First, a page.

“In a biographical reflection written in the 1980’s she wrote, “My Dominican vocation helped me to realize my search for God through praise, worship, and helping to spread the gospel of Jesus. I loved every minute of my teaching days. I have found more happiness in religious life than I ever expected. It prompts me to say: All this, and heaven, too.”

Sister Mary Ambrose’s attitude toward life was always positive and she was ever prayerful.

Her life began in Chicago on September 8, 1915, the feast of Our Lady’s Nativity. She was the third child of Paul and Josephine (Pekarchik) Morang’s five children, three girls and two boys. At her baptism at St. Michael Archangel Church in Chicago, she was again identified with a feast of Our Lady on September 12, 1915. At her baptism she received the name of Marie Anne. Marie Anne was blessed to be born to wonderful Slovak, Christian parents who had come from what was then Austria-Hungary. At the age of eight she received the sacraments of Penance, Holy Eucharist, and Confirmation at St. John Cantius Church in Free Soil, MI.

Her education began at St. Michael School in Chicago where she spent one year. Then the family moved to Free Soil where she completed her elementary and secondary education in public schools.
Regarding her vocation, Sister Mary A. wrote, “My desire to imitate the Blessed Virgin and to serve God as a religious seemed to be present as soon as I reached the age of reason. Devotion to the Holy Rosary attracted me to the Dominican Order.” Meeting Marywood Sisters during summer religion programs furthered her interest in the Dominicans. The Sisters whom she met at Free Soil were Sisters Edwin Bozek, Emily Merkiel, Benjamina Biess, Gelasia Grochowalska, and Hilary Pulaski. Of these, Sister Edwin impressed her most, but it was Sister Emmerica Ziegler who gave an influential vocation talk, which left a lasting impression on her.

After Marie Anne graduated from high school, she had to seek employment in a post-depression economy. During the winter she went to live with her sister in Chicago and served as a governess in several places. Her summers were spent in Free Soil. She finally came to the conclusion that the time had come to follow her desire to become a religious, and she would be a Grand Rapids Dominican. It was on August 15, 1937 that Marie Anne joined a large class of postulants at Marywood under Sister Fabian MacDonald’s guidance. On February 16, 1938 she received the habit of St. Dominic and the name of Sister Mary Ambrose of the Love of God. In 1968 Sister asked to use a modified form of her name. With her great devotion to Mary the Mother of God, she wanted to have that part of her name used rather than Ambrose. So she was happy to be addressed as Sister Mary A. On March 11, 1939 she made her First profession of Vows to Mother Euphrasia Sullivan.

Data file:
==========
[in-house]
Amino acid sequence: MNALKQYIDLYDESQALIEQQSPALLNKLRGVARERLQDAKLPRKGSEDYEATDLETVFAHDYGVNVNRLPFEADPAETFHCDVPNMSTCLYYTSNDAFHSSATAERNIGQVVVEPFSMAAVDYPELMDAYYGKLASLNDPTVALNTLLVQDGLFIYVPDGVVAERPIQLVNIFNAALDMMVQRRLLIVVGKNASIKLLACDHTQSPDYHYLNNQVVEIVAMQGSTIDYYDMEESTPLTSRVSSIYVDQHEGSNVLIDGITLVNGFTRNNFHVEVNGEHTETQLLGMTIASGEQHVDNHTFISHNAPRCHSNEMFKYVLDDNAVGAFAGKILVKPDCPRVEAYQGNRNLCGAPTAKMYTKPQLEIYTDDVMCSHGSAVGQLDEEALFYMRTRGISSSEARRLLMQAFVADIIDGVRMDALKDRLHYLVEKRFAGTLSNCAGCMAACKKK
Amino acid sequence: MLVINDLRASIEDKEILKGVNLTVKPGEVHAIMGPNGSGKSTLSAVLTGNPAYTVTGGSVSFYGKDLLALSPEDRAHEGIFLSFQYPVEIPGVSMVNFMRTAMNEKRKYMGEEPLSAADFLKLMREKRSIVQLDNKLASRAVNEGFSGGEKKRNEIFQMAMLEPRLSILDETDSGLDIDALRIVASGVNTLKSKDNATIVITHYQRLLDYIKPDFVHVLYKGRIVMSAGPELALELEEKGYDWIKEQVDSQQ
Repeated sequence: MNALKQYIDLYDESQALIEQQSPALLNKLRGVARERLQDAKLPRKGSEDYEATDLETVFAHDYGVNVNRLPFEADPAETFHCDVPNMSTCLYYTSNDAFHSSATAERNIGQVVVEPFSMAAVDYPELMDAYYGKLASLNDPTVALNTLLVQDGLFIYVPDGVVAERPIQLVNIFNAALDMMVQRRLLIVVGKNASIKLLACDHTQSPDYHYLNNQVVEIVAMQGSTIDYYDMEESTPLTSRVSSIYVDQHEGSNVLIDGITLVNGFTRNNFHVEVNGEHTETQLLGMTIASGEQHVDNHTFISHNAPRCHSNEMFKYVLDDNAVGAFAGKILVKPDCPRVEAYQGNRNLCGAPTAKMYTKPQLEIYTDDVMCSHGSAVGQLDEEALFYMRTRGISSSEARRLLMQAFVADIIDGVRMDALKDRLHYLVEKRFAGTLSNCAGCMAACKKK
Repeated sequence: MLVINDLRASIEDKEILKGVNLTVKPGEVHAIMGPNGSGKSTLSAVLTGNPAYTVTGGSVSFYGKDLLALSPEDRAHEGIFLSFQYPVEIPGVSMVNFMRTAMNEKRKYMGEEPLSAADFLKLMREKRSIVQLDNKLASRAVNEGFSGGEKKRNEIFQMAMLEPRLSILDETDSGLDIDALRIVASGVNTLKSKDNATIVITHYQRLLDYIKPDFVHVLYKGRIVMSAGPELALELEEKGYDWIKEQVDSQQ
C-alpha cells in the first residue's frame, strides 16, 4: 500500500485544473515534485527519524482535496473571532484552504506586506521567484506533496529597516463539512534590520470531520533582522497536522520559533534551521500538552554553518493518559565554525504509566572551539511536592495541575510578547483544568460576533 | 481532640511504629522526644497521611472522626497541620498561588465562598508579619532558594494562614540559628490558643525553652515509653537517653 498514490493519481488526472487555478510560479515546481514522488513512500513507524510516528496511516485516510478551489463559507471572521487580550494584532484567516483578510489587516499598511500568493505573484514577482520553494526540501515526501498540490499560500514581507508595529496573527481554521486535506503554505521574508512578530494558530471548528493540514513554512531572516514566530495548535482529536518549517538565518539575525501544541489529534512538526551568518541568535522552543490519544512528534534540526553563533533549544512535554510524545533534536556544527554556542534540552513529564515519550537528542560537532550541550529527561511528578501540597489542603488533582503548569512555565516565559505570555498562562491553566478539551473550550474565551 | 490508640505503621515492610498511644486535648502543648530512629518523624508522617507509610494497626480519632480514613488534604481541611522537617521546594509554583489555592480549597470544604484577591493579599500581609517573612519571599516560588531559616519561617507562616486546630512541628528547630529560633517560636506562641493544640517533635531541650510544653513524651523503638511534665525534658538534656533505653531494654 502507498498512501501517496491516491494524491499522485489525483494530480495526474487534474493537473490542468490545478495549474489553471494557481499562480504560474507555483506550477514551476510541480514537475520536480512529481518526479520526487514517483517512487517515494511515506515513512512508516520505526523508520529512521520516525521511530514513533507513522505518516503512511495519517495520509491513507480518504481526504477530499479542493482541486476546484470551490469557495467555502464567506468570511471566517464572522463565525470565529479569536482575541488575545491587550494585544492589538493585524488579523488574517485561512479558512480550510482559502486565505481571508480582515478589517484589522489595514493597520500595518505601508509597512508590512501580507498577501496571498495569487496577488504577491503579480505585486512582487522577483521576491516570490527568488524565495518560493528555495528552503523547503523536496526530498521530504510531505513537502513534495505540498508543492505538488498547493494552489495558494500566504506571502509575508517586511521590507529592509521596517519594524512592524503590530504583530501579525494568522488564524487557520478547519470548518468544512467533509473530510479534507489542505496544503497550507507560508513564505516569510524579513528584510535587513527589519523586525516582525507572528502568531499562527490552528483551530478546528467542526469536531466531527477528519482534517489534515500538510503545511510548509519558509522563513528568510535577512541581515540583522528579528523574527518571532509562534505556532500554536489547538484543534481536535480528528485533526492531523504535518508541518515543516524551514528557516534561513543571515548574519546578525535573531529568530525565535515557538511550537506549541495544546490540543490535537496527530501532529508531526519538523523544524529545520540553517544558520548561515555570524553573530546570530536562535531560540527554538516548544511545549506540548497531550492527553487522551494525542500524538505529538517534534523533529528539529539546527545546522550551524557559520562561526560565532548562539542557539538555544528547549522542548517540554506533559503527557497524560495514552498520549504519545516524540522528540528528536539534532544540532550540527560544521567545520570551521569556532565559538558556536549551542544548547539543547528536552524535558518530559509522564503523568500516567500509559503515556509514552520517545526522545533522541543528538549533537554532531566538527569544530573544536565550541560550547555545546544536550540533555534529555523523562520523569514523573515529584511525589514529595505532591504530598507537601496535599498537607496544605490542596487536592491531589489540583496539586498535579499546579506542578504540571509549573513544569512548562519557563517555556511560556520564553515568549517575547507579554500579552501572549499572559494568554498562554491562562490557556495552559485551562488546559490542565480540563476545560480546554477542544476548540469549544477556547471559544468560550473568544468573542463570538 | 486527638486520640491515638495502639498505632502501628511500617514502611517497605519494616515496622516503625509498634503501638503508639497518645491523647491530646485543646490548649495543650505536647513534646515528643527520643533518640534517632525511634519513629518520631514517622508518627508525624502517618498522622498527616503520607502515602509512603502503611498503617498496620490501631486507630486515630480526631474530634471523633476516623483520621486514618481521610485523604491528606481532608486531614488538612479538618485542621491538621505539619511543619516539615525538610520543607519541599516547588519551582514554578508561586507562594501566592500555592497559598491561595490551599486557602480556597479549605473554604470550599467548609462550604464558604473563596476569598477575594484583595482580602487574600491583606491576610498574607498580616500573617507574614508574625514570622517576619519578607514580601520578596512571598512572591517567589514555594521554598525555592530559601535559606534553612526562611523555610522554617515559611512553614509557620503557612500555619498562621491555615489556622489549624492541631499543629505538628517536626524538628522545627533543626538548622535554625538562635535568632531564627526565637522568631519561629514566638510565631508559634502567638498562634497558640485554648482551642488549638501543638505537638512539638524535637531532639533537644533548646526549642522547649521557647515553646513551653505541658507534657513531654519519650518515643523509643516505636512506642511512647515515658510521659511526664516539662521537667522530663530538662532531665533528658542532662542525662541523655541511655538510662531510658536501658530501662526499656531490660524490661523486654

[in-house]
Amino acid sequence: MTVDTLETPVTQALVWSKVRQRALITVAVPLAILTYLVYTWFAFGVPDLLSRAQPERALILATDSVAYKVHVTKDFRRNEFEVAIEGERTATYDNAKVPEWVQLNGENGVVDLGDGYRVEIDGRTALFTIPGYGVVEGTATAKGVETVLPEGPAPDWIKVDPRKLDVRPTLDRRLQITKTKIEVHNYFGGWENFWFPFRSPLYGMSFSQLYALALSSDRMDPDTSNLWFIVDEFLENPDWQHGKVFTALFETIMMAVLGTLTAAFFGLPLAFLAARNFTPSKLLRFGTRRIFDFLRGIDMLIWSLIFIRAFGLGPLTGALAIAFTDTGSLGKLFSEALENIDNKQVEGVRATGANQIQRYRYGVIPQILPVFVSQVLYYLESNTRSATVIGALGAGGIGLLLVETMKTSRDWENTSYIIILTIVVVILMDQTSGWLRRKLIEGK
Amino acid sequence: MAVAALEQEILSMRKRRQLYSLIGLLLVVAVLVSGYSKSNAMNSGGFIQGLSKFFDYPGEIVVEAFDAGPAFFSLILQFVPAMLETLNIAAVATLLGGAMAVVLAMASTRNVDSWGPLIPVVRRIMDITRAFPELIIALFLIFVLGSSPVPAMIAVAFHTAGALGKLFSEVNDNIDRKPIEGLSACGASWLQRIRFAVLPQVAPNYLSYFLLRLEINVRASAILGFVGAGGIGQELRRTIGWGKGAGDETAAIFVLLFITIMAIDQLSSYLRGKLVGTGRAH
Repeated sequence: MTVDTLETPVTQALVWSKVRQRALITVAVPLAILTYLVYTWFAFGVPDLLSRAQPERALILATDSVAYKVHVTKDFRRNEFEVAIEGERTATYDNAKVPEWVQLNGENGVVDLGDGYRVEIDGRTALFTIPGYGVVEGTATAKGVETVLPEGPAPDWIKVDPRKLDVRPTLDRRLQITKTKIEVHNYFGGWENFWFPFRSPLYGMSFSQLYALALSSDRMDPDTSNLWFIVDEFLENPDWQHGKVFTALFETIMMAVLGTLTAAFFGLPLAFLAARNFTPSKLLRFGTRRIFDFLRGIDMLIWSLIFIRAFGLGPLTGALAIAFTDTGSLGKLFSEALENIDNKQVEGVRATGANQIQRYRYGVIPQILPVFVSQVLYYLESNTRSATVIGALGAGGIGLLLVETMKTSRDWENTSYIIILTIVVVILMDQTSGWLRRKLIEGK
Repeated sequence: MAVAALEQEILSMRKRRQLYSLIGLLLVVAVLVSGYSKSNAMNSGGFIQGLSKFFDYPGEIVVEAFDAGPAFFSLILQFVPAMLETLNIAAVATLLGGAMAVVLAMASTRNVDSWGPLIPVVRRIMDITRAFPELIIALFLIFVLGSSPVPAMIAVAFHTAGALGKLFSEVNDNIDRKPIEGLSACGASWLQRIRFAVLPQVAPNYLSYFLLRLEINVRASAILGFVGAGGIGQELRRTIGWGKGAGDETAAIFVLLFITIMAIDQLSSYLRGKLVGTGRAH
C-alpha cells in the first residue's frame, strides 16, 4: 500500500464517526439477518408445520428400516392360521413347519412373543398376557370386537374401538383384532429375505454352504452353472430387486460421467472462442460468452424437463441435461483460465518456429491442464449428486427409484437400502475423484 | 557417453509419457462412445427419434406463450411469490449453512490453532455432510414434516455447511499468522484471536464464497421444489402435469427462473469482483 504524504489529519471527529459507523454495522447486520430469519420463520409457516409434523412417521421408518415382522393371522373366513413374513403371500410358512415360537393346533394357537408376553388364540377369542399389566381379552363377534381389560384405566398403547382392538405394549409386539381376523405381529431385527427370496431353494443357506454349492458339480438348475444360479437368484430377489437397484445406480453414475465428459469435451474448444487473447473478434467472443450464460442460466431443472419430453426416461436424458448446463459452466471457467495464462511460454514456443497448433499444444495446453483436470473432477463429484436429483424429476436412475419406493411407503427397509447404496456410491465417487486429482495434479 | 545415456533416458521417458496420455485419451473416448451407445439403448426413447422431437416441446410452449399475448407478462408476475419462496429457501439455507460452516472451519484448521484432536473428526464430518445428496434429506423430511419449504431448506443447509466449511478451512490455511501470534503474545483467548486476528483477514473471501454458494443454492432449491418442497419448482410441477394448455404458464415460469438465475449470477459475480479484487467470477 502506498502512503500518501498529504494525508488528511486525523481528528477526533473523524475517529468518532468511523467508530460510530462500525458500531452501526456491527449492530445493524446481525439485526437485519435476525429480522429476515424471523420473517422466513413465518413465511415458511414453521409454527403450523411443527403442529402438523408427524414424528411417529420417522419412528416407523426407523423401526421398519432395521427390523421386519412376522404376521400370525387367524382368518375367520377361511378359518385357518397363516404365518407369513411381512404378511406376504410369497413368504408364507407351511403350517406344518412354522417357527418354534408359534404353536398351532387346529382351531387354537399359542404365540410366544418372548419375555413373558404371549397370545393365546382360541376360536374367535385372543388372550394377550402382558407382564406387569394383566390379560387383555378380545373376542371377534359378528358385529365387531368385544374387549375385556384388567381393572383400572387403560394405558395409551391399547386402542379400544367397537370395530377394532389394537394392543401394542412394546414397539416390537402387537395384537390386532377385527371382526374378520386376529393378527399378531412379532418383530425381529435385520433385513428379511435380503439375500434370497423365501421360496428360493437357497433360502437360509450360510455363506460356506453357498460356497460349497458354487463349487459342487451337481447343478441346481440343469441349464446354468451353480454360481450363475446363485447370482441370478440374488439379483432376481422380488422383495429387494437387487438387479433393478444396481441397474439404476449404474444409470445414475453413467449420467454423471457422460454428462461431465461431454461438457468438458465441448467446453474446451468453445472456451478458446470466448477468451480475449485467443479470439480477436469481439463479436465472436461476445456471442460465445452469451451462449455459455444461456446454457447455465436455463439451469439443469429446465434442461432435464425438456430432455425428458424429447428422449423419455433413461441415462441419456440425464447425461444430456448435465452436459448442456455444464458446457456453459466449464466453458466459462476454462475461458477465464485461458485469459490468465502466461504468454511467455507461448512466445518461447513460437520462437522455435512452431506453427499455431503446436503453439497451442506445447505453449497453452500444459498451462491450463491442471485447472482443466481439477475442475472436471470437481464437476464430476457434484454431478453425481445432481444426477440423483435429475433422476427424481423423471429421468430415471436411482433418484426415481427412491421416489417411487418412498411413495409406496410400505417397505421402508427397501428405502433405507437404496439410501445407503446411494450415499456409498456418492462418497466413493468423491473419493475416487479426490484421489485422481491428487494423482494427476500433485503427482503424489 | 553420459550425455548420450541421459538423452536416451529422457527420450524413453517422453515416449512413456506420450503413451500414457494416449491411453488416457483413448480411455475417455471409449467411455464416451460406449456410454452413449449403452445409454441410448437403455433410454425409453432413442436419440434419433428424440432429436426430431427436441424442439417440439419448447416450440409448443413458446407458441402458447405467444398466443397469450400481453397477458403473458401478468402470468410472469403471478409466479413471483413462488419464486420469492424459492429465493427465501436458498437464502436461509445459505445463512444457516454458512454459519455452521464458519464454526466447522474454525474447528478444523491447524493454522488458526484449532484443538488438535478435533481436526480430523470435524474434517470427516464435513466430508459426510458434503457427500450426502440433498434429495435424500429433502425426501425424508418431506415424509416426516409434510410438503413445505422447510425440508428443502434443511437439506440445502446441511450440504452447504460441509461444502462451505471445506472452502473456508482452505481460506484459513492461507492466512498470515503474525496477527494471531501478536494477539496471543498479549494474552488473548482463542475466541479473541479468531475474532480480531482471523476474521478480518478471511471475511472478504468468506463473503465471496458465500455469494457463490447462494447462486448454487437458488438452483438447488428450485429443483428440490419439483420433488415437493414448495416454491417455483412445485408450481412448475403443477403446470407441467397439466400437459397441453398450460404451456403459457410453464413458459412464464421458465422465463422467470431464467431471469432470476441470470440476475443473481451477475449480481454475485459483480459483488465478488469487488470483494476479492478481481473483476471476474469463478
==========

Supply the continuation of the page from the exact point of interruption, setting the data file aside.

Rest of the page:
Apostolic life for Sister Mary A. began in 1940 and for over forty years she was engaged in Catholic education. These years were almost evenly divided between assignments in Michigan (twenty-two years) and New Mexico (twenty-one years). In the course of the years she had teaching experiences in all the grades, but her preference was for elementary work, especially the middle grades. She was a well-beloved teacher; both parents and students had a high regard for her. The atmosphere in her classroom was always challenging and conducive to a happy learning experience.

Her mission assignments in Michigan were: St. Anne, Alpena; St. Josaphat and St. Rita, Saginaw; St. Francis Cabrini, Allen Park; St. John, Essexville; St. Norbert, Munger; St. Catherine, Ravenna (where she served as administrator); Our Lady of Perpetual Help, Chesaning; and Sacred Heart, Merrill. In New Mexico she taught at Our Lady of Fatima, Albuquerque; Our Lady of Belen, Belen; and at the Nativity of the Blessed Virgin in Alameda.

In 1983 Marywood became Sister’s residence, and she was asked to join Sister Rose William St. Cyr in the health care apostolate. Later, two additional Sisters were assigned to health care. In 1991 and the years following, Sister made herself readily available for many tasks that needed attention.

Sister was a woman with many interests and talents. Among them were reading, music, arts and crafts, painting, sewing, culinary arts, foreign languages, and archaeology. She availed herself of every opportunity for new educational experiences. In 1991 she was the recipient of a fifth certificate for earning one hundred clock hours of continuing education at Emeritus Center. Life, however, was not all “business” for Sister Mary A. She was a gracious person to live with, and had the ability to make life more pleasant for others. Always a conscientious, hard working, thoughtful individual, she was ever eager to be helpful.

In 1970 Sister Mary A. concluded a brief biographical sketch with the following remarks: “I have found great pleasure in bringing the Good News of Salvation to my pupils and also to CCD groups. I enjoy teaching and being with the young people, whom I hope to lead to the Master Teacher. I pray that I may dwell in the House of the Lord forever.” In 1988 at the time of her Golden Jubilee, she summed up her great happiness in religious life with the words of her religious patron saint, St. Ambrose, `Te Deum laudamus’ – “I praise you, my God.”

May Sister Mary A. continue her Te Deum in heaven midst much joy and jubilation. ALLELUIA!

Sister Mary A. is survived by her sister Stephanie, Mrs. Leonard Sielski of Manistee; nieces, nephews, many friends and a loving Community.